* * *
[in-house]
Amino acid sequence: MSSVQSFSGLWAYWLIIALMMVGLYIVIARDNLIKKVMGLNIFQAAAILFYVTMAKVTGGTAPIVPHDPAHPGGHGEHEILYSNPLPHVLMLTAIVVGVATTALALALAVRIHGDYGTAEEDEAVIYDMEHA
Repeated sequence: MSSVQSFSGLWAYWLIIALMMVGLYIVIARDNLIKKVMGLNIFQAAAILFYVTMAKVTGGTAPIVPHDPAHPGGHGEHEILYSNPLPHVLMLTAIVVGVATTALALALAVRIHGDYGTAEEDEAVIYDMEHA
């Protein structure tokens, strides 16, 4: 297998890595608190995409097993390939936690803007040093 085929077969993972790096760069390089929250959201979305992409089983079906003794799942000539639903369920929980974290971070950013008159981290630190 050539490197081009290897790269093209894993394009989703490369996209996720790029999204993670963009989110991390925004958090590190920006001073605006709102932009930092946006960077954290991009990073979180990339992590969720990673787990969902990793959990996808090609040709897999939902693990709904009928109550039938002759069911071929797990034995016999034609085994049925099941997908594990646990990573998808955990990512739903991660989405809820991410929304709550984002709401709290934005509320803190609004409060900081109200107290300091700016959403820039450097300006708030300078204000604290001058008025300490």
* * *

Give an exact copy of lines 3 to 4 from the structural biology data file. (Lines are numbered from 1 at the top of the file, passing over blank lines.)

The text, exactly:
Repeated sequence: MSSVQSFSGLWAYWLIIALMMVGLYIVIARDNLIKKVMGLNIFQAAAILFYVTMAKVTGGTAPIVPHDPAHPGGHGEHEILYSNPLPHVLMLTAIVVGVATTALALALAVRIHGDYGTAEEDEAVIYDMEHA
């Protein structure tokens, strides 16, 4: 297998890595608190995409097993390939936690803007040093 085929077969993972790096760069390089929250959201979305992409089983079906003794799942000539639903369920929980974290971070950013008159981290630190 050539490197081009290897790269093209894993394009989703490369996209996720790029999204993670963009989110991390925004958090590190920006001073605006709102932009930092946006960077954290991009990073979180990339992590969720990673787990969902990793959990996808090609040709897999939902693990709904009928109550039938002759069911071929797990034995016999034609085994049925099941997908594990646990990573998808955990990512739903991660989405809820991410929304709550984002709401709290934005509320803190609004409060900081109200107290300091700016959403820039450097300006708030300078204000604290001058008025300490």